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Re: [xmca] Mary Had a Little Lamb: the concept categories

Vygotsky reasons that "although" is a late developing concept compared to "because" in both its EC and SC forms. This makes sense to me; it is much more difficult than "because", since it contains the dialectical idea of two things that are linked but distinct and in some sense opposed and contradictory, not simply the idea that they are linked but distinct and one follows causally from the other. It's hard to get your head around that one.
So Vygotsky thinks, we are basically looking at the first part of the parallelogram of development, the part where (Vygotsky estimates) "because" also showed divergent development between the fast rising academic concept and the much slower rising everyday concept. 
Eventually, Vygotsky reasons, we will see a ceiling effect on the academic concept and the everday concept will join it. The picture he draws to show this includes some purely speculative data which he probably intended to gather but never did. I think he went ahead and published because of nature's deadline. 
There ARE complete parallelograms of development visible in materials that are gathered by subsequent researchers, including stuff from researchers who are not actually very sympathetic to Vygotsky, such as Karmiloff-Smith (see "Beyond Modularity", p.19, where there is a very clear parallelogram of development in her depiction of "behavioral change" vs. "representational change").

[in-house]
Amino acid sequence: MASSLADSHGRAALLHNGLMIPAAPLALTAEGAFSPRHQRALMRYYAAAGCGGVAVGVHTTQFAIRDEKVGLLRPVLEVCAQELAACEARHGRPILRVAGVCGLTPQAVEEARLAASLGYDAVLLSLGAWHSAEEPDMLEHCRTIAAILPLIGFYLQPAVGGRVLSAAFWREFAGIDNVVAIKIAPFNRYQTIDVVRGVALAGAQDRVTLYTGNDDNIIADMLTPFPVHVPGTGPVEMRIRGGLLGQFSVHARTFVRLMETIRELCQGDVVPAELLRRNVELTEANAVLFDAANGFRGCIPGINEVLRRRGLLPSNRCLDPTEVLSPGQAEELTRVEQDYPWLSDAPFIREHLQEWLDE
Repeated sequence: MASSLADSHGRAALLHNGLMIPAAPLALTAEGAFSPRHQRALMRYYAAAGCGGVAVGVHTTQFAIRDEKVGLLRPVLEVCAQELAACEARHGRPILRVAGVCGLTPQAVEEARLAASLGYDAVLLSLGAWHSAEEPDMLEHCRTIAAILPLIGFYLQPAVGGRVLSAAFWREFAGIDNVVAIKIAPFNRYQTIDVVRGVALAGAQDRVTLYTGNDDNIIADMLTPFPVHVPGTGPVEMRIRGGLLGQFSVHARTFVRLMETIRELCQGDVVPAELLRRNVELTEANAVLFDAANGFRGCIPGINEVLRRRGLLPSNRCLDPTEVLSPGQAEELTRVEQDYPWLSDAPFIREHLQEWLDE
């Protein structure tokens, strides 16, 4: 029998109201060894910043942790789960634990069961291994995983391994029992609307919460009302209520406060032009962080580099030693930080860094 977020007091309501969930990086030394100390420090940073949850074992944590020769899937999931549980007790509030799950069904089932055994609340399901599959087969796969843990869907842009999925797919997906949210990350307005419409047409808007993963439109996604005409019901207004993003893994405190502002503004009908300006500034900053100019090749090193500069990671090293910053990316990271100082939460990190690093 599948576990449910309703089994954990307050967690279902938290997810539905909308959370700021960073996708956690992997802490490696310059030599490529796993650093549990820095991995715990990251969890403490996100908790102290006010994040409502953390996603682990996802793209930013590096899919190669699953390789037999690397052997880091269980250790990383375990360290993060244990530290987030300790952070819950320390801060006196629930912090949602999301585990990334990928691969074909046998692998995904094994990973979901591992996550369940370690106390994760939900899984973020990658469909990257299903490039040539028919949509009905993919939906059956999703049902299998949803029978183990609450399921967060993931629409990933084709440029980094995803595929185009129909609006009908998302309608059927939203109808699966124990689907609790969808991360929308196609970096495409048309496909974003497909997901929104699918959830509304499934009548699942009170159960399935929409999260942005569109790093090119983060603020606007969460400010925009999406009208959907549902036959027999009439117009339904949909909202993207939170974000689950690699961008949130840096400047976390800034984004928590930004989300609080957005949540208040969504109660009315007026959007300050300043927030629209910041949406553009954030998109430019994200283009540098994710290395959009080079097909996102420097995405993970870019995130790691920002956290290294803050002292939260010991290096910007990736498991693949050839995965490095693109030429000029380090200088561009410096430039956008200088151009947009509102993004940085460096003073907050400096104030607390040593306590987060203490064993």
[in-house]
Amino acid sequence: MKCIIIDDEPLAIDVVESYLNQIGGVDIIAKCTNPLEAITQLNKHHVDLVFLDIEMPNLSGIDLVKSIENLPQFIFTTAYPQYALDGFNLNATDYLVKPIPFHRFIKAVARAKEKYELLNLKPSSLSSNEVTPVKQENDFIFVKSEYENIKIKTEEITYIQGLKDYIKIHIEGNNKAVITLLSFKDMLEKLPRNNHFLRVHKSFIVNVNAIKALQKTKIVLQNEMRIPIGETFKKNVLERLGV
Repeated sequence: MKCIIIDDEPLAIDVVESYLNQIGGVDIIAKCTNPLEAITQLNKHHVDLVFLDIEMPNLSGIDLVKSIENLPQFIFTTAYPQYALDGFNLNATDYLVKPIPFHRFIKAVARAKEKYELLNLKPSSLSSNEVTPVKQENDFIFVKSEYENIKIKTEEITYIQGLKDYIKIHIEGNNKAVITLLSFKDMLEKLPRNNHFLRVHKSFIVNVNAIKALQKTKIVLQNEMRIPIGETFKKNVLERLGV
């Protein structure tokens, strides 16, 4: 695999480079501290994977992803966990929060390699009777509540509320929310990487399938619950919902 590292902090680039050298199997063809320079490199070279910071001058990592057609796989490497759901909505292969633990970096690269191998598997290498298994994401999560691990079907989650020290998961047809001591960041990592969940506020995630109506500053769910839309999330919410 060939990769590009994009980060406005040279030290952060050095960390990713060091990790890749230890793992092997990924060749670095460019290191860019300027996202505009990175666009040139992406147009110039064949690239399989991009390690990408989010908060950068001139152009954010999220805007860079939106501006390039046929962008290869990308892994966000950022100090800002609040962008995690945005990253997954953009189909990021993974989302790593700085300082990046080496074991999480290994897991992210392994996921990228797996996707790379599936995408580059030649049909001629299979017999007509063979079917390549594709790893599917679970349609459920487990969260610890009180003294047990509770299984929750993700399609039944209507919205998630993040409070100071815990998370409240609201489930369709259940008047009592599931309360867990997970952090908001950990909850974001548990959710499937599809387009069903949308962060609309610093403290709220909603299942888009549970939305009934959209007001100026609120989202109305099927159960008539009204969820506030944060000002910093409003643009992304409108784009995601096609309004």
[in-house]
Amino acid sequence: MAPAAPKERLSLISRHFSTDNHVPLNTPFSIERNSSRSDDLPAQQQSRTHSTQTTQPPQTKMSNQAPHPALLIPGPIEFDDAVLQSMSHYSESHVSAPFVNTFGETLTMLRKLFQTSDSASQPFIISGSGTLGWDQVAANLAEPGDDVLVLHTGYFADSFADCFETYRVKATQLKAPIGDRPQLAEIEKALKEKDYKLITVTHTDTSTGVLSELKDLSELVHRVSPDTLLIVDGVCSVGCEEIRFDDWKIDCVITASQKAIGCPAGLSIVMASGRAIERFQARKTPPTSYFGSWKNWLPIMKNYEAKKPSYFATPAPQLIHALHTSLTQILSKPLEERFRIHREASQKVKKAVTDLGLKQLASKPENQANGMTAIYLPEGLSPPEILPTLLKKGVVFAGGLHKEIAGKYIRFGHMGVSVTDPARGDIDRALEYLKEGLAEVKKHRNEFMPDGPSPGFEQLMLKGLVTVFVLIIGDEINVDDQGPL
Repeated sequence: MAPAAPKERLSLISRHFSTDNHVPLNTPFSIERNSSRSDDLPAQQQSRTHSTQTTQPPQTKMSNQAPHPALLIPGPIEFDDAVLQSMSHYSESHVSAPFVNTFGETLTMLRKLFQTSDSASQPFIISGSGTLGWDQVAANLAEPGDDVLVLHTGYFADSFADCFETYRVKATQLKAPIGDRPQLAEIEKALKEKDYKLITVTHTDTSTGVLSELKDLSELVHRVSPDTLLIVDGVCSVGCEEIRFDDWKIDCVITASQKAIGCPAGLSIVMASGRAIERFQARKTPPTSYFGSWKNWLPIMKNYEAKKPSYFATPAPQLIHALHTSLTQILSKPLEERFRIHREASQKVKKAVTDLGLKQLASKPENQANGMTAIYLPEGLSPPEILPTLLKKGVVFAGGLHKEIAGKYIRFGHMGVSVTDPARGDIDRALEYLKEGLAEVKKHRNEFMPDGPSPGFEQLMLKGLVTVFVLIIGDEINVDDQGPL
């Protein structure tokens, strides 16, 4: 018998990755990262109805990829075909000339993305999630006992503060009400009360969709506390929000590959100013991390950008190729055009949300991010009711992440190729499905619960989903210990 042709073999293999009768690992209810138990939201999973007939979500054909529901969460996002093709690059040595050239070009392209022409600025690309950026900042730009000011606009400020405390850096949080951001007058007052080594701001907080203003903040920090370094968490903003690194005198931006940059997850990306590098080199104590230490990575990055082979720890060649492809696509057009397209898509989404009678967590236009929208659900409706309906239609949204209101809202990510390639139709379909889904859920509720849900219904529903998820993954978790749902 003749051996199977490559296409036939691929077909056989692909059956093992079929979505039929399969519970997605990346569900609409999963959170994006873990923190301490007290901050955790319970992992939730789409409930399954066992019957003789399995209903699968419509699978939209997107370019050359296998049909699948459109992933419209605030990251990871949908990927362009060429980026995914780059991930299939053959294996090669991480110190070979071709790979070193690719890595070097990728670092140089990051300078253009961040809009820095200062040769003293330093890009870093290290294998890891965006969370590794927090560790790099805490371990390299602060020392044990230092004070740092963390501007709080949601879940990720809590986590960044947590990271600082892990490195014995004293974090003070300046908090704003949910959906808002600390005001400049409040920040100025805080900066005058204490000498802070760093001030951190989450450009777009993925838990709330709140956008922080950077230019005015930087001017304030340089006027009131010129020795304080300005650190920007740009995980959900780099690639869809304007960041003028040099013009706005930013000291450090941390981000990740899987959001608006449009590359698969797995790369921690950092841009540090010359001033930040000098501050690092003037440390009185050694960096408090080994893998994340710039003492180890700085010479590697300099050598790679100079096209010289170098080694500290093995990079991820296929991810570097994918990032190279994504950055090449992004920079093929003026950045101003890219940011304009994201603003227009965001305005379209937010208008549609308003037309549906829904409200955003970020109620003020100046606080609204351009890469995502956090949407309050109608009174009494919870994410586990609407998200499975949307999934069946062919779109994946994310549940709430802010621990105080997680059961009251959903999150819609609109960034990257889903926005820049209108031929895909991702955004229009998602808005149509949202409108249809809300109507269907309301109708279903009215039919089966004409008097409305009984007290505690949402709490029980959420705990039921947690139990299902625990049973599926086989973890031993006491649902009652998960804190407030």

So...how does he reconcile the claims with the data? Optimism, as Jay would say!
David Kellogg
Seoulnational University of Education 

--- On Sun, 4/4/10, Martin Packer <packer@duq.edu> wrote:

From: Martin Packer <packer@duq.edu>
Subject: Re: [xmca] Mary Had a Little Lamb: the concept categories
To: "eXtended Mind, Culture, Activity" <xmca@weber.ucsd.edu>
Date: Sunday, April 4, 2010, 5:31 PM

A question on chapter 6 of R&L. Vygotsky provides some data on the first few pages, which I plotted (attached) and found that I had reproduced his own diagram later in the chapter. This is from the study asking children to complete sentences with 'because' or 'although,' using either everyday concepts (EC) or scientific concepts (SC). LSV interprets the data as showing that responses employing SCs are always at a higher level, but that with time they 'pull up' the ECs. The first figure does seem to show this. It shows results from asking the children "Because..." qustions. At 2nd grade the SC results are higher than the EC results, while at 4th grade although the responses using SC are scored even higher, those using EC have caught up. But in the second diagram, showing data from "Although..." questions, the gap between SC and EC grows over time/age/grade. The difference between SC and EC is greater at 4th grade than at 2nd grade. This seems to run
 counter to LSV's statements. Any suggestions about how to reconcile the claims with the data?



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